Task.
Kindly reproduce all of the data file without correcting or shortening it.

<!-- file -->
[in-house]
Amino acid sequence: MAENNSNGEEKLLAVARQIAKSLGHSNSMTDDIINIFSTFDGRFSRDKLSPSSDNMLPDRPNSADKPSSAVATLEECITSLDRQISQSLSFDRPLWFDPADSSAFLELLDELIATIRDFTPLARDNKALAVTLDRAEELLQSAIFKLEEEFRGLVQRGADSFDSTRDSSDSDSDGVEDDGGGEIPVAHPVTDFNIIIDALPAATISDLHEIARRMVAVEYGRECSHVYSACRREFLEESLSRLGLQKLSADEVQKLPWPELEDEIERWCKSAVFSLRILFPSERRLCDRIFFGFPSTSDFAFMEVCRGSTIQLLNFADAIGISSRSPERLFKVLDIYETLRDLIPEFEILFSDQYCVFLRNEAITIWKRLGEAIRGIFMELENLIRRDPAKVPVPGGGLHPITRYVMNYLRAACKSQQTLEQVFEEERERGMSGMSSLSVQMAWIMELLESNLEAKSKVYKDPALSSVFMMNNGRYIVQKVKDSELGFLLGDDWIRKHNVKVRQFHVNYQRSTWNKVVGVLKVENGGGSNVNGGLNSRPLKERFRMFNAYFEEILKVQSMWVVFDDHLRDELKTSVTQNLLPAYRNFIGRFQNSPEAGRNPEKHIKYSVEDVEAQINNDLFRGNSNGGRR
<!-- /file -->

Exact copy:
[in-house]
Amino acid sequence: MAENNSNGEEKLLAVARQIAKSLGHSNSMTDDIINIFSTFDGRFSRDKLSPSSDNMLPDRPNSADKPSSAVATLEECITSLDRQISQSLSFDRPLWFDPADSSAFLELLDELIATIRDFTPLARDNKALAVTLDRAEELLQSAIFKLEEEFRGLVQRGADSFDSTRDSSDSDSDGVEDDGGGEIPVAHPVTDFNIIIDALPAATISDLHEIARRMVAVEYGRECSHVYSACRREFLEESLSRLGLQKLSADEVQKLPWPELEDEIERWCKSAVFSLRILFPSERRLCDRIFFGFPSTSDFAFMEVCRGSTIQLLNFADAIGISSRSPERLFKVLDIYETLRDLIPEFEILFSDQYCVFLRNEAITIWKRLGEAIRGIFMELENLIRRDPAKVPVPGGGLHPITRYVMNYLRAACKSQQTLEQVFEEERERGMSGMSSLSVQMAWIMELLESNLEAKSKVYKDPALSSVFMMNNGRYIVQKVKDSELGFLLGDDWIRKHNVKVRQFHVNYQRSTWNKVVGVLKVENGGGSNVNGGLNSRPLKERFRMFNAYFEEILKVQSMWVVFDDHLRDELKTSVTQNLLPAYRNFIGRFQNSPEAGRNPEKHIKYSVEDVEAQINNDLFRGNSNGGRR